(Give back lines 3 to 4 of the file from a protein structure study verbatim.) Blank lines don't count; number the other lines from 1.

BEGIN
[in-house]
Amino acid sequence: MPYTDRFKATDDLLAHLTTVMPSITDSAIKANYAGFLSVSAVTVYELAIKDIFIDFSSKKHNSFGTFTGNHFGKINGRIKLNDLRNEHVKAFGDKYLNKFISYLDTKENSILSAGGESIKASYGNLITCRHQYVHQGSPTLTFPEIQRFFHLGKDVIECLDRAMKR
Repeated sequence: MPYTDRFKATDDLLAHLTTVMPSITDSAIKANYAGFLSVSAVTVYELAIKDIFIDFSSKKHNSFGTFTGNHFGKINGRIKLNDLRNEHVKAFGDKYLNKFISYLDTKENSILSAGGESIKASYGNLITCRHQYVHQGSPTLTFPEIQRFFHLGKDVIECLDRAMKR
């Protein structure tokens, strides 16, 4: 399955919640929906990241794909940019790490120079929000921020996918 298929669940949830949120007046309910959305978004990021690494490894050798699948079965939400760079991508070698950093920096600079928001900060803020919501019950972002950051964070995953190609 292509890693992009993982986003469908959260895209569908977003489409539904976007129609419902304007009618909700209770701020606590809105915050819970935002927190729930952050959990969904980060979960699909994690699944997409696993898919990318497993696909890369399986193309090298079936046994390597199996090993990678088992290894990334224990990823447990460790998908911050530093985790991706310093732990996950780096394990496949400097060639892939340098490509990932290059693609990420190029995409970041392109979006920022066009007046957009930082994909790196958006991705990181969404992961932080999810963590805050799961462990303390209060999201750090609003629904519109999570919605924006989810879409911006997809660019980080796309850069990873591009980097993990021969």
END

Repeated sequence: MPYTDRFKATDDLLAHLTTVMPSITDSAIKANYAGFLSVSAVTVYELAIKDIFIDFSSKKHNSFGTFTGNHFGKINGRIKLNDLRNEHVKAFGDKYLNKFISYLDTKENSILSAGGESIKASYGNLITCRHQYVHQGSPTLTFPEIQRFFHLGKDVIECLDRAMKR
């Protein structure tokens, strides 16, 4: 399955919640929906990241794909940019790490120079929000921020996918 298929669940949830949120007046309910959305978004990021690494490894050798699948079965939400760079991508070698950093920096600079928001900060803020919501019950972002950051964070995953190609 292509890693992009993982986003469908959260895209569908977003489409539904976007129609419902304007009618909700209770701020606590809105915050819970935002927190729930952050959990969904980060979960699909994690699944997409696993898919990318497993696909890369399986193309090298079936046994390597199996090993990678088992290894990334224990990823447990460790998908911050530093985790991706310093732990996950780096394990496949400097060639892939340098490509990932290059693609990420190029995409970041392109979006920022066009007046957009930082994909790196958006991705990181969404992961932080999810963590805050799961462990303390209060999201750090609003629904519109999570919605924006989810879409911006997809660019980080796309850069990873591009980097993990021969």